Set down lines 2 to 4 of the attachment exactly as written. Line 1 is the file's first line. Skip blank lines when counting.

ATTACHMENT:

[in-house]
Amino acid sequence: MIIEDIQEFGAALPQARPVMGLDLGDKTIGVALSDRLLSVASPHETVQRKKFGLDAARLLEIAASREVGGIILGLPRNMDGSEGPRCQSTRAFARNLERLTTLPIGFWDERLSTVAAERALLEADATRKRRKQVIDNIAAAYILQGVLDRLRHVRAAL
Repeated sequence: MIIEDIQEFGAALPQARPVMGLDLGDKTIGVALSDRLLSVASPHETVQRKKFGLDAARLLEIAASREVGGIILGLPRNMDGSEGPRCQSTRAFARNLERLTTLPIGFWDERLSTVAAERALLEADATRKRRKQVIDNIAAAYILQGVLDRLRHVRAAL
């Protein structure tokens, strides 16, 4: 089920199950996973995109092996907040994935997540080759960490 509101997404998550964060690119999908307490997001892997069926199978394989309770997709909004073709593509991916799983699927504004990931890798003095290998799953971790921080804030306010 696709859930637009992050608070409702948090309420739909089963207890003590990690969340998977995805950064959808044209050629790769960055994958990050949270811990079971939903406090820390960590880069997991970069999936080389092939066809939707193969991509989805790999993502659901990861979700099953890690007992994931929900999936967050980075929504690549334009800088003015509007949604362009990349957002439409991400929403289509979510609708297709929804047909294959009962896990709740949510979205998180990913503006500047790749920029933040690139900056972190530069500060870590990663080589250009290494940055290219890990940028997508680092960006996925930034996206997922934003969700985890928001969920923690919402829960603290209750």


Amino acid sequence: MIIEDIQEFGAALPQARPVMGLDLGDKTIGVALSDRLLSVASPHETVQRKKFGLDAARLLEIAASREVGGIILGLPRNMDGSEGPRCQSTRAFARNLERLTTLPIGFWDERLSTVAAERALLEADATRKRRKQVIDNIAAAYILQGVLDRLRHVRAAL
Repeated sequence: MIIEDIQEFGAALPQARPVMGLDLGDKTIGVALSDRLLSVASPHETVQRKKFGLDAARLLEIAASREVGGIILGLPRNMDGSEGPRCQSTRAFARNLERLTTLPIGFWDERLSTVAAERALLEADATRKRRKQVIDNIAAAYILQGVLDRLRHVRAAL
């Protein structure tokens, strides 16, 4: 089920199950996973995109092996907040994935997540080759960490 509101997404998550964060690119999908307490997001892997069926199978394989309770997709909004073709593509991916799983699927504004990931890798003095290998799953971790921080804030306010 696709859930637009992050608070409702948090309420739909089963207890003590990690969340998977995805950064959808044209050629790769960055994958990050949270811990079971939903406090820390960590880069997991970069999936080389092939066809939707193969991509989805790999993502659901990861979700099953890690007992994931929900999936967050980075929504690549334009800088003015509007949604362009990349957002439409991400929403289509979510609708297709929804047909294959009962896990709740949510979205998180990913503006500047790749920029933040690139900056972190530069500060870590990663080589250009290494940055290219890990940028997508680092960006996925930034996206997922934003969700985890928001969920923690919402829960603290209750």